PhD scholarship
The Queensland University of Technology

Institute for Health and Biomedical Innovation Research Institute

Posted on: Sun Mar 16 2014

A PhD scholarship is available to work in the group of Associate Professor Mat Simpson, Queensland University of Technology (QUT). The project will involve the construction of discrete models of collective cell motion with an emphasis on elucidating the role of cell shape and size upon system dynamics. New continuum partial differential equation models describing motile cell behaviours will be developed and the student will have an opportunity to validate these novel theoretical models by using, or generating, experimental data at QUTs Institute for Health and Biomedical Innovation and the Translational Research Institute.

The successful applicant will have a high-quality degree in applied mathematics, engineering or physics, and be able to demonstrate an interest in using mathematical and computational methods to understand biological systems. Experience in partial differential equations and computational methods for their solution are desirable.

This scholarship is funded by QUT to support A/Prof Simpson's Australian Research Council Future Fellowship, and will supply a stipend with that is commensurate with other PhD students in Australia. QUT will provide standard and high performance computational resources, a travel budget and the opportunity to teach into the undergraduate mathematics program. The successful applicant will also have the opportunity to apply for additional funding to support their research during their PhD program.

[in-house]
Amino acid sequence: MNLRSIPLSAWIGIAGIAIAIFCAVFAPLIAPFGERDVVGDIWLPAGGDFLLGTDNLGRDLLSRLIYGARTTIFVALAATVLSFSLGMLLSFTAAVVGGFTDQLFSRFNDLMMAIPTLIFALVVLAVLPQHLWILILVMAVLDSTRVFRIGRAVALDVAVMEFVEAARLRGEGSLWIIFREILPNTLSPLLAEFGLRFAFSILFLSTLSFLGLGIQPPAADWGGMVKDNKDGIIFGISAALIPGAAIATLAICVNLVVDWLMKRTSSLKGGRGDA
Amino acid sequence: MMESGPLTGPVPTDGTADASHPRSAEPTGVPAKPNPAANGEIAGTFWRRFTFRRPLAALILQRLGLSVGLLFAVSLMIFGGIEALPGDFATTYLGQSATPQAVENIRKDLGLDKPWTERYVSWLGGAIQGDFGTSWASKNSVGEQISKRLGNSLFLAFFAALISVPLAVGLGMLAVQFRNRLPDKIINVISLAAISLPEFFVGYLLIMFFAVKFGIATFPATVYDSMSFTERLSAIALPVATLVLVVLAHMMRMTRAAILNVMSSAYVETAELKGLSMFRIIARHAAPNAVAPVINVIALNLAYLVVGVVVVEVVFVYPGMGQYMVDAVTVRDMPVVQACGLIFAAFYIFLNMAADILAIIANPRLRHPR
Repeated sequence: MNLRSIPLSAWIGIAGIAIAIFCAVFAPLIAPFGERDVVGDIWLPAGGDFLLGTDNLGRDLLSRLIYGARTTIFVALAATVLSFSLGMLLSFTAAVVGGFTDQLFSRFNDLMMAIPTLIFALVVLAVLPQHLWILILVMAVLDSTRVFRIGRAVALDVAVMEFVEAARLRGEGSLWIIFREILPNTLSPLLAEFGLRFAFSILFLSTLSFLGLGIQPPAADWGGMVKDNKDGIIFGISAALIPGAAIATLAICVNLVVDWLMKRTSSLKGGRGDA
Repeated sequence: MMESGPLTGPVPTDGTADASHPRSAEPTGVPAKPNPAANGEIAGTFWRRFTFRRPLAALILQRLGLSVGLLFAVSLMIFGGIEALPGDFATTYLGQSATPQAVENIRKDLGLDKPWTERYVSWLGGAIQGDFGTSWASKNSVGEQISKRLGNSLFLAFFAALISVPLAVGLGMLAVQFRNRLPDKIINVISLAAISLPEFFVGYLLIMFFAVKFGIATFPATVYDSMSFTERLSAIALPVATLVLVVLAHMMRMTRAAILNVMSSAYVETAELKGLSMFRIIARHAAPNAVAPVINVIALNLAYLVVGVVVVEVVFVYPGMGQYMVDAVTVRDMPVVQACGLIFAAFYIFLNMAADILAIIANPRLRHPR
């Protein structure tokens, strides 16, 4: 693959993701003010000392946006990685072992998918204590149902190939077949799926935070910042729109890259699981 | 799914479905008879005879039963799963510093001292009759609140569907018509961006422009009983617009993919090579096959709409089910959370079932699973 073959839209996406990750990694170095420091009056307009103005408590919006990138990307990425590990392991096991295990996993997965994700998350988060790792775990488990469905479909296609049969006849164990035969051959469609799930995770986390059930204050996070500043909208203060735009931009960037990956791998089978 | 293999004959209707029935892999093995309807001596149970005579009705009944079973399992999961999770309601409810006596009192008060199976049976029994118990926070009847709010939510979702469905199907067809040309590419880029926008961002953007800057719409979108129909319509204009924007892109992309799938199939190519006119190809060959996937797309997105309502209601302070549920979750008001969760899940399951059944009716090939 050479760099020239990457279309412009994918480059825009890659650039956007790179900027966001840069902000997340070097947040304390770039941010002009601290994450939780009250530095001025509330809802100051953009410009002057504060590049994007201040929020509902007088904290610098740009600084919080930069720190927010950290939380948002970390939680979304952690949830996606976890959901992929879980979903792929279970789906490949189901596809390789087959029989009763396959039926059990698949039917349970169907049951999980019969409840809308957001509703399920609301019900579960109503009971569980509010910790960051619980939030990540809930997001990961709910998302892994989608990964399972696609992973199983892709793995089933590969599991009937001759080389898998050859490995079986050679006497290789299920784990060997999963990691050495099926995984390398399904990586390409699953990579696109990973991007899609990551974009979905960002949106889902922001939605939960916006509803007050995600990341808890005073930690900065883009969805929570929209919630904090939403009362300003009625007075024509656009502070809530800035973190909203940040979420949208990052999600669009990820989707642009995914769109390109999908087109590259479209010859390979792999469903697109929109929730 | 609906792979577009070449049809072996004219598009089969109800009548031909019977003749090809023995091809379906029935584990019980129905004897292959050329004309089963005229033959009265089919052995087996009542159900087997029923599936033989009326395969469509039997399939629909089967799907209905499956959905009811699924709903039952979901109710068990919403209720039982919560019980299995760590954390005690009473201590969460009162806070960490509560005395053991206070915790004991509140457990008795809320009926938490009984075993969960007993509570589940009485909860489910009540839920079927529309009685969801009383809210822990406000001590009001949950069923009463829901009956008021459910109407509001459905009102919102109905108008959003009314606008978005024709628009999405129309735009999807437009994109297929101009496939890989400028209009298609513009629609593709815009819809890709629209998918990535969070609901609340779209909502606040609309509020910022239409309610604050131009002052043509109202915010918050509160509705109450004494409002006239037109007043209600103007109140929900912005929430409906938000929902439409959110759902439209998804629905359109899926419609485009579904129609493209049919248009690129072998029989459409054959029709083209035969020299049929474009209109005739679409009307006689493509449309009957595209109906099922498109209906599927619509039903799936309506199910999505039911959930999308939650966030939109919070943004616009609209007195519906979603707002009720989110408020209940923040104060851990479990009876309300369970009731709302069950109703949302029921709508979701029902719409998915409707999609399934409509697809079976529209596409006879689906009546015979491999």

The project will be primarily supervised by A/Prof Simpson (http://www.mj-simpson.com) with support provided by A/Prof Ruth Baker at the Wolfson Centre for Mathematical Biology, University of Oxford (http://people.maths.ox.ac.uk/baker).

To apply, email your curriculum vitae, academic transcript, and a brief statement about your research interests and experience, to Mat Simpson (matthew.simpson@qut.edu.au).



**Mention you saw it on the AustMS website**
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